My Pretty Nice Little Sunday With Tyler Durden, Frank The Tank, And Sven
Driving to Elizabeth this morning, I was reminded of two classic film scenes.
Abbigail and I moved into our new apartment together nearly three months ago. Still, our dining room table lacks chairs. Our books are stacked on shoddy, foldable shelves. And our twenty inch television rests on a metallic microwave stand from Lechters.
And so Abbi and I found ourselves headed eighteen miles south on the New Jersey Turnpike to the Ikea in Elizabeth, New Jersey.
As I drove out of the Lincoln Tunnel and looked back at Manhattan, I thought of “Fight Club.” In one scene, director David Fincher illustrates the vapid, compulsive desires of a consumer culture in one 360° spin around Edward Norton’s character’s apartment. Product description pop up like thought bubbles. Instead of insight or dialogue, though, there is marketting speak and price points.
“I’d flip through catalogues,” Norton’s Narrator says, “And wonder, ‘What dining set defines me?'”
We stopped at the first rest stop outside of the city to fill the tank with gas; it was the least I can do to thank Christofer and Jennifer for loaning me the truck. Waiting in the full serve line at the Exxon surrounded by every color, stripe, socio-economic and psychographic of person, I was reminded of Bono’s line in the bridge of “Bullet The Blue Sky.”
“Outside it’s America!” he chants like a Pentacostal preacher. “Outside it’s America.”
I think of that lyric virtually every time I step off of the island of Manhattan. Suddenly, I am comfronted by the bulk store loving, NASCAR cheering, Red Bull swillin’, honest-to-goodness, real life American. You know what I mean. People who don’t read Page Six. People who buy books because Oprah says so.
Within just five minutes at the Swedish furniture giant’s behemoth, there in the shadow of Newerk Airport (renamed “Newark Liberty in the wake of September 11), I spot a father and son in matching “Proud To Be An American” t-shirts. Couples lounge on $199 couches. Husbands measure. Wives point. Children whiz by on those roller skate shoes.
Moments later I spot a young Latina woman sporting a red t-shirt with the letters U-S-A bedazzled across her chest.
“Every kitchen needs an aloe plant,” she says to her boyfriend, before disppearing into a room full of afforably-priced light fixtures.
I am easily overwhelmed in big box stores largely, once would think, based on the fact that I have little experience in their oversized aisles. That, I think, might be the point, though: overwhelm the consumer into submission so his only response to a lime green cutting board adorned with hot pink lemon slices is, “Oh,my old cutting board is looking kind of, um, old. I should buy a new cutting board.” And then he spots the matching spatula set.
Because he’s an outstanding texter with a terrific sense of irony, I hit Chris Abad from the edge of the tupperware aisle.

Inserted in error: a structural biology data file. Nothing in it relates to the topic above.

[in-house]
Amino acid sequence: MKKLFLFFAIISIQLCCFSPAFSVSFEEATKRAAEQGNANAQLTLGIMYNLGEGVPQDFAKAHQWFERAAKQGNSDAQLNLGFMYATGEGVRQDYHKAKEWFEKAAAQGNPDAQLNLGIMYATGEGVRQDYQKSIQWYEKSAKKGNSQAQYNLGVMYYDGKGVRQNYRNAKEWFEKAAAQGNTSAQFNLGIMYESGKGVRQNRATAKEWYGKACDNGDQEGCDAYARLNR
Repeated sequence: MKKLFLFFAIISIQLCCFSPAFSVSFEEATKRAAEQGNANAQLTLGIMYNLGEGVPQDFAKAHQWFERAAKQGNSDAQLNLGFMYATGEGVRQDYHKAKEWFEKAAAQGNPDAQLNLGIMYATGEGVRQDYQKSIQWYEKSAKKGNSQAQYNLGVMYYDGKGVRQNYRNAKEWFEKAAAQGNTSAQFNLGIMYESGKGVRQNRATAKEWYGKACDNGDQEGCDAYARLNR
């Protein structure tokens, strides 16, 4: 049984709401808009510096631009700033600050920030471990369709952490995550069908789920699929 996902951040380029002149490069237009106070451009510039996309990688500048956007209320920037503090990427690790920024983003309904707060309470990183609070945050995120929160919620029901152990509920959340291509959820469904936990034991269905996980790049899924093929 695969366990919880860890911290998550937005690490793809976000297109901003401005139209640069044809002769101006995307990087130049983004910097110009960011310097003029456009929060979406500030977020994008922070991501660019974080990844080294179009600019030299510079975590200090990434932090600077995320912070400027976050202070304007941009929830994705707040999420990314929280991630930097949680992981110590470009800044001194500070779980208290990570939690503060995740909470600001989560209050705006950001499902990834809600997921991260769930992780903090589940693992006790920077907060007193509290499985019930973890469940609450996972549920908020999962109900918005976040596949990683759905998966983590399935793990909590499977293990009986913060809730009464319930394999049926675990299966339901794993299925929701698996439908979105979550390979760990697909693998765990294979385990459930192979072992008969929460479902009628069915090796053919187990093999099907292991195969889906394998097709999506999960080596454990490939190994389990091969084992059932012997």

“Ikea is it’s own special hell,” I said.
“Agreed,” he replied. “Have you purchased a rug named Sven?”
I have a sense of humor, but still, I have to acknolweldge that we’re consumers. We’re by-products of a lifestyle obsession. Murder, crime, poverty — these things don’t concern me. What concerns me are celebrity magazines, television with 500 channels, some guy’s name on my underwear. Rogaine, Viagra, Olestra…
Martha Stewart’s polishing the brass on the Titanic.
“You buy furniture,” author Chuck Palahniuk writes. “You tell yourself, this is the last sofa I will ever need in my life. Buy the sofa, then for a couple years you’re satisfied that no matter what goes wrong, at least you’ve got your sofa issue handled.”
I worry about consumption. I mean, I like stuff. And our apartment was certainly lacking (pun not intended) some key pieces. But where does it stop? Before this week, I didn’t even know what a charger plate was. Or a euro sham (nomenclature that couldn’t be more apt). I mean, I thought I was advanced for knowing what a duvet was.
A few weeks ago, Christofer and I were sitting on Abbi and my terrace drinking beer.
“Just over that building,” I said pointing, “is the antenna of the Empire State Building. If we had the terrace on the tenth floor,” I said gazing skyward, “we could see everything.”
“That’s how they get ya’,” he said.
“You’re trapped in your lovely nest,” Palahniuk writes. “And the things you used to own, now they own you.”
Driving back to the apartment, the rear gate of the Ford Escape tied down with twine and loaded to the gills with fine, particle board furniture, I thought of another classic film scene. In “Old School,” Will Ferrell’s character, Frank Ricard, slowly discovers just how emasculating married life can be.
“Well, um, actually a pretty nice little Saturday, we’re going to go to Home Depot. Yeah, buy some wallpaper, maybe get some flooring, stuff like that. Maybe Bed, Bath, & Beyond, I don’t know, I don’t know if we’ll have enough time.”
We still need dining room chairs.
That said, our brand-new Lack bookcase (the one I developed blisters building on account of that odd, shoddy, octagonal Ikea tool) sure does ground the living room in a classic-but-modern sensability.